The Institute for Pension Fund Integrity has sent an open letter to Congressional Leadership and key members of the House Financial Services and Senate Banking, Housing and Urban Affairs Committees in support of these efforts to combat banking discrimination.

Several banks have cited their operation in the free market as justification for their decisions to provide or not provide credit. While most private companies do have the flexibility to operate as they see fit and do business based on broader political trends, this is not the case for federally chartered and insured financial institutions. Frankly, banks do not operate in the free market – without significant federal backing, and formal approval from the FDIC, they would be unable to do business. The relationship between the banks and the government is symbiotic. Just as the government came to the rescue of big banks in the aftermath of the 2008 financial crisis in order to stabilize the economy, these banks now have an obligation to step up and do their part in this time of economic turmoil. Denying loans to entire industries based on political pressure is an affront to the American taxpayers who have subsidized these institutions. It is especially egregious when it involves money loaned through the Paycheck Protection Program and other COVID-19 relief bills.

We strongly believe that in this time of economic crisis, every resource available in the public and private sectors must be utilized to bring about a robust and widespread recovery. We welcome and applaud the efforts of these Senators to ensure that the financial resources at the disposal of financial institutions are used in an unbiased manner, and that their loan decisions are made based on creditworthiness, not politics.

IPFI Open Letter to Congress

Alternative Investments: An Overview

In 2006, alternative assets made up just 11% of state pension investments. By 2016, that number had shot up to 26% of pension fund allocations. These investments almost entirely came out of what had previously been allocated to traditional equity investments, with fixed income sources’ share of pension fund investments remaining largely unaltered. But what does this mean? What are these investments vaguely labelled “alternative assets,” and why have they become so popular in recent years?

Alternative assets can most broadly be defined as anything that is not a publicly traded stock or fixed-income asset. This can include anything from real estate to commodities to collectible items (that is not to say, however, that CalPERS has a safe full of Honus Wagner cards locked away somewhere). Venture capital and private equity also fall under this category.

Most pension funds’ forays into the alternative asset world are dominated by investments in real assets. The Los Angeles County Employees Retirement Association, for example, is 16.7% real asset and inflation-hedging investments. Just over half of this is real estate, supplemented by investments in infrastructure, natural resources, commodities, and treasury inflation protected securities.

Large pension funds are uniquely suited for investments of these sorts. While real estate is one of the most common investments people make, infrastructure, on the other hand, requires huge amounts of cash and long-term commitments that are not as attractive to individual investors and smaller funds.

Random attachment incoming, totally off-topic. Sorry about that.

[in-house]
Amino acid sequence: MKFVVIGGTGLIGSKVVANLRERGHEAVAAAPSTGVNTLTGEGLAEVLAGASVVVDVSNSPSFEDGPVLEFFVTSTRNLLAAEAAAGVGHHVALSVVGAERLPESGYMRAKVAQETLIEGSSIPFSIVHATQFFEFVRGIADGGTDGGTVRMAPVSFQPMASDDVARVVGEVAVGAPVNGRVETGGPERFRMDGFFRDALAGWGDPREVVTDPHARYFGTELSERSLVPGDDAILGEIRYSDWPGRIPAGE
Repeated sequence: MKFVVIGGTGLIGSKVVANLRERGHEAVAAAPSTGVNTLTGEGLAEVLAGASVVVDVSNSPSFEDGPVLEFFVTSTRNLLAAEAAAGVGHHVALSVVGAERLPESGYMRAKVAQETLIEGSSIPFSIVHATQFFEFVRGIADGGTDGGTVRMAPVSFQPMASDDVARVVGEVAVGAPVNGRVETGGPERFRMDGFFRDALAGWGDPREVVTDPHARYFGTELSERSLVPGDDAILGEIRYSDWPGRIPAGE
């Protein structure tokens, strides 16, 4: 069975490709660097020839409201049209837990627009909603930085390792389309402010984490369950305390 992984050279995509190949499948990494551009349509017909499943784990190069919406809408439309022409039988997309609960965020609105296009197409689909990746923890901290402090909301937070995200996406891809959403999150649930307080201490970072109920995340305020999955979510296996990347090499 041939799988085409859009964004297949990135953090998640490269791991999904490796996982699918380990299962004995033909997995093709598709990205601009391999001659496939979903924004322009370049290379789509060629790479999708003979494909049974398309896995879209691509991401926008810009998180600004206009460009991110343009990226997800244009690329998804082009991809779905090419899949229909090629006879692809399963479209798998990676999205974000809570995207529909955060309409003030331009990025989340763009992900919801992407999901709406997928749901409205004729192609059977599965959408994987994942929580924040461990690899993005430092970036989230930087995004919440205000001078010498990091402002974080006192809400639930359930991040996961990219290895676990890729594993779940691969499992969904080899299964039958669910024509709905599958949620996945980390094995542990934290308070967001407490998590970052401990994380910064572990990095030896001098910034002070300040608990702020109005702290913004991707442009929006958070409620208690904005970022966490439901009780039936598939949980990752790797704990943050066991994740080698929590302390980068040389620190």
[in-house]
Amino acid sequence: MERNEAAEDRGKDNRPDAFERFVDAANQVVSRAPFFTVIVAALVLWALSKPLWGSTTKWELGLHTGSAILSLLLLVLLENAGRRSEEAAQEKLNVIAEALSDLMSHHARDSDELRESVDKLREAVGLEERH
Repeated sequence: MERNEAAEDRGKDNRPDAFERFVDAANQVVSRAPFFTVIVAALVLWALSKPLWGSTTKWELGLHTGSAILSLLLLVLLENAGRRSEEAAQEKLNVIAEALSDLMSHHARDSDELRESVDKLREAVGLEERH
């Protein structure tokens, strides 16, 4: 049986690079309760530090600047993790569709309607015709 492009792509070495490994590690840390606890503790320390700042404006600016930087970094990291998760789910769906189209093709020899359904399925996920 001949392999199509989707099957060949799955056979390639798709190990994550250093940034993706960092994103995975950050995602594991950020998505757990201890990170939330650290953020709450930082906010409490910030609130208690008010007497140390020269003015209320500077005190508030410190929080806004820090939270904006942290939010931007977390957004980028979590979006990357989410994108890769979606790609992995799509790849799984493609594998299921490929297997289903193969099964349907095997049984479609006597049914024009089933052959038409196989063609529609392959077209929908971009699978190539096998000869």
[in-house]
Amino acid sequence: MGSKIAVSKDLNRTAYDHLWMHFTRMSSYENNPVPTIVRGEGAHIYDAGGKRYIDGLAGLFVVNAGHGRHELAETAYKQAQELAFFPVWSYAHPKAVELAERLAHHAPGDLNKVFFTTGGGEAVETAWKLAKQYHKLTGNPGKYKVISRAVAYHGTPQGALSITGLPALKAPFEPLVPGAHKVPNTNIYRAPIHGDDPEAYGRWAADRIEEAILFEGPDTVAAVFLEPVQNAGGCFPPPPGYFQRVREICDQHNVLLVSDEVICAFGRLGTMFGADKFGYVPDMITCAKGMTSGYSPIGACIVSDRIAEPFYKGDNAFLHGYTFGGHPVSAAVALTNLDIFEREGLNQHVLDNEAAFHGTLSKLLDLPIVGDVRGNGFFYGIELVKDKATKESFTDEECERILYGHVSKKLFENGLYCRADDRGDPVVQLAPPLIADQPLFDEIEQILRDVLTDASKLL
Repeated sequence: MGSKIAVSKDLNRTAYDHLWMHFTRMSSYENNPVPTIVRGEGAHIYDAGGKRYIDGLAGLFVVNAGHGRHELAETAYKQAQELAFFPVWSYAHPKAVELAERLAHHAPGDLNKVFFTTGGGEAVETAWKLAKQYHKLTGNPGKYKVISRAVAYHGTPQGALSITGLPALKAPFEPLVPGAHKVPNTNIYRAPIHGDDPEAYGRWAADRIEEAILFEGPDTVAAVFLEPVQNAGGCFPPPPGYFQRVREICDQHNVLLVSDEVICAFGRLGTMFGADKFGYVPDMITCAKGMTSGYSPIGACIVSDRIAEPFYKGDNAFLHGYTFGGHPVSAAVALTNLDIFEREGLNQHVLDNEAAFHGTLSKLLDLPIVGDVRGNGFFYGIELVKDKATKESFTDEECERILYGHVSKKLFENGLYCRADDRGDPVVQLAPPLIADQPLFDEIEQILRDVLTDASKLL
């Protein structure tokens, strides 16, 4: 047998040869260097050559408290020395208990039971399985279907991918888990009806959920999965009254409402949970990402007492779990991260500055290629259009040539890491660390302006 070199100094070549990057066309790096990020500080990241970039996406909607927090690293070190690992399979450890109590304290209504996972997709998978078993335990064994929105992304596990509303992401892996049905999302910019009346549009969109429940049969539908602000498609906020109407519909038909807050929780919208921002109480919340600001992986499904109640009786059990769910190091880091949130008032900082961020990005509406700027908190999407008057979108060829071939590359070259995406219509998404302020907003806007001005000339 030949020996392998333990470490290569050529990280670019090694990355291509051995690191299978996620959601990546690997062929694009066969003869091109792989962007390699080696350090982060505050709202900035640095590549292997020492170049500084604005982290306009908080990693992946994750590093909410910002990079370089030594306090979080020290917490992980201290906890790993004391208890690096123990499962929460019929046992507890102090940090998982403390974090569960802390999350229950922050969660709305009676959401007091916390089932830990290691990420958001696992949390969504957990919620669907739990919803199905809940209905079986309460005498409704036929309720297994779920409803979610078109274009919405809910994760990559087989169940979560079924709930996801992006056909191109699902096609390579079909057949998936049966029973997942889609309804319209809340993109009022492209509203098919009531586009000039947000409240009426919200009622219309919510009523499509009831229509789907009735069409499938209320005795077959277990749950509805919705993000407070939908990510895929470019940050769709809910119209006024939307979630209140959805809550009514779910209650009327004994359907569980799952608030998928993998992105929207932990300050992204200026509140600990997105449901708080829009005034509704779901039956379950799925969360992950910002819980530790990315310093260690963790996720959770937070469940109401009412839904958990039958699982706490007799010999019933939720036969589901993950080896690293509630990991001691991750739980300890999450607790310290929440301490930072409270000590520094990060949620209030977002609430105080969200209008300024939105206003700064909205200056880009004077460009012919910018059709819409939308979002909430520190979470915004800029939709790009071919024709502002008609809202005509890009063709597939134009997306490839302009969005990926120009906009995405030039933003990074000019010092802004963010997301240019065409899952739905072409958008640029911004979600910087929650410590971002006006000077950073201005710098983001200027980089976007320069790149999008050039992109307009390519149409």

Alternative assets carry their own unique costs and benefits. Long-term investments such as infrastructure and stable commodities can shield a portfolio from a market downturn, as they are significantly less volatile than most publicly traded stocks, while still offering a greater ceiling than a fixed-income asset. The downside of this, however, is that they can cause diminished returns during times of economic prosperity by not increasing in value the way most equity investments will. Alternative investments have even been blamed for public pensions’ inability to fully benefit from the strong market of the past ten years. This is a problem when state and local pensions’ assets are barely half of the value of promised future benefits.

While the markets have been thrown into chaos in recent months as a result of the COVID-19 pandemic, this only underscores the importance of seizing opportunities such as a decade-long period of market growth. Investments in assets which exist largely independent of the market during such times prevent underfunded pensions from picking up some of the slack and catching up to their soaring liabilities.

As the markets went up throughout the 2010’s, pensions invested defensively, opting for assets that might shield them from a downturn that did not come for a decade. The past ten years, in fact, were the best on record for simple equity and bond portfolios, but you might not know it by looking at the performance of public pensions. Alternative assets amount to more than a quarter of public pension portfolios, but what do these funds have to show for it, other than a stake in some toll roads?

Commentary: The SEC’s New Rules For Proxy Advisory Firms Are A Key Step Toward Accountability

This article originally appeared in Forbes on April 30, 2020.

In a recent Op-Ed in Barron’s , four current state treasurers argue that the SEC’s proposed rules for proxy advisory firms are a harmful overstep by the agency tasked with protecting investors and promoting the creation of wealth in this country. As the former State Treasurer of Connecticut, I strongly disagree with their position. The proposed regulations by the SEC will correct the unintended consequences of a 2003 SEC rule that required investment advisors to adopt policies and procedures to vote on all proxy proposals as a way of improving the function of the capital markets.